No one wants to be scammed, that’s for sure.That’s one way to lose our compassion. You make some great points here, Louise. The giving and the feeling we get from helping even if it is sketchy…hmm, well I think you did the smart thing by having your sensors up and checking out the ‘charity’. Good on ya for donating to the food bank. That’s always a good one and in need year round. Hope your day is more relaxing today 🙂 June is hectic!
Re: giving if it’s sketchy – no. My point was if I’d simply taken the whole thing at face value, donated the door and thought no more about it, I’d have felt I’d done a good thing and felt good about it. But as soon as I started looking into it, I couldn’t do that anymore.
And yes, today has been more relaxing! Thanks for visiting.
Even I encountered a similar situation and found out later that it was sham. Too late, because I had already donated by the look of those innocent faces and that heartwarming, tragic story.
That’s how we are forced to be less compassionate. Glad that you weren’t tricked into it. Great post. 🙂
Thank you very much! And sorry to hear that you had a bad experience. I hope it didn’t impact you long term as I agree bad experiences certainly can if we let them.
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No, I didn’t let it stay on my soul. Rather, I vowed not to fall in such traps again. Thanks!
Sounds like you learned a lot from this experience. There are so many causes we can give to these days, but as long as we are all willing to help, like yourself.
I hate the feelings of uncertainty, when there are those out there who can and will take advantage, but there are a lot more who only want to do good.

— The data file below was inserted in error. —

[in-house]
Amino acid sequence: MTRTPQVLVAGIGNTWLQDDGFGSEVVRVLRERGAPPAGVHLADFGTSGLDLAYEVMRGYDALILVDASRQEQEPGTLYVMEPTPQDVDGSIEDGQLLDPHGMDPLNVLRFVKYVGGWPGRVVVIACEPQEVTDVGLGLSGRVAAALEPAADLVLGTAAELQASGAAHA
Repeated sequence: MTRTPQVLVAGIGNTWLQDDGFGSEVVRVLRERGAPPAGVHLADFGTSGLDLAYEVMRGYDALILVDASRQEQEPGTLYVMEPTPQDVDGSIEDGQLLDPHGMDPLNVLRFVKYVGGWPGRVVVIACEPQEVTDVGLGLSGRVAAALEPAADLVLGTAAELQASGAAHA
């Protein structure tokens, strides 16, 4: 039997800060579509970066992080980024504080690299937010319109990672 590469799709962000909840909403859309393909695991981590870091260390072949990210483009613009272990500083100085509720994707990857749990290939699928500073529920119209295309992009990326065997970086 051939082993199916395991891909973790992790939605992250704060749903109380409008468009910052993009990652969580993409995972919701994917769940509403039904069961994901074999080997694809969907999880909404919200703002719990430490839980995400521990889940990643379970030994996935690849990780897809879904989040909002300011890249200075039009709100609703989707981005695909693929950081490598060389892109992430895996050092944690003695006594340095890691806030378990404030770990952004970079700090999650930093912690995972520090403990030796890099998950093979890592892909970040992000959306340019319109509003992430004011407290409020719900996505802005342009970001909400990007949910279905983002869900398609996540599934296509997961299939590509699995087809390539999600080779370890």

That is what #1000Speak is here to highlight.
Hope you have a less hectic week.
I agree that for the most part, most people are sincerely looking to help. I think this was just a reminder to myself to do my research and make sure my help gets where I intend it to go!
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It’s interesting how we as women can get ourselves into so much “trouble” because of our compassion. It’s difficult to trust our gut without second guessing whether a NO is the most loving and compassionate thing to do – which I believe, at times, it is.
Thank you for sharing this.
Laughed at the “Thank you Captain Obvious”. Glad for you keeping it real!
Thanks again! As for getting in trouble for compassion – I hate doubting possible good intentions. We had another guy with a clipboard come to the door for charity tonight and again I said no – because, honestly? Now I question it all. And I dislike that I do that. I know I even out elsewhere with charity etc…, but it’s sad when a few bad experiences ruin it for all the other good causes out there.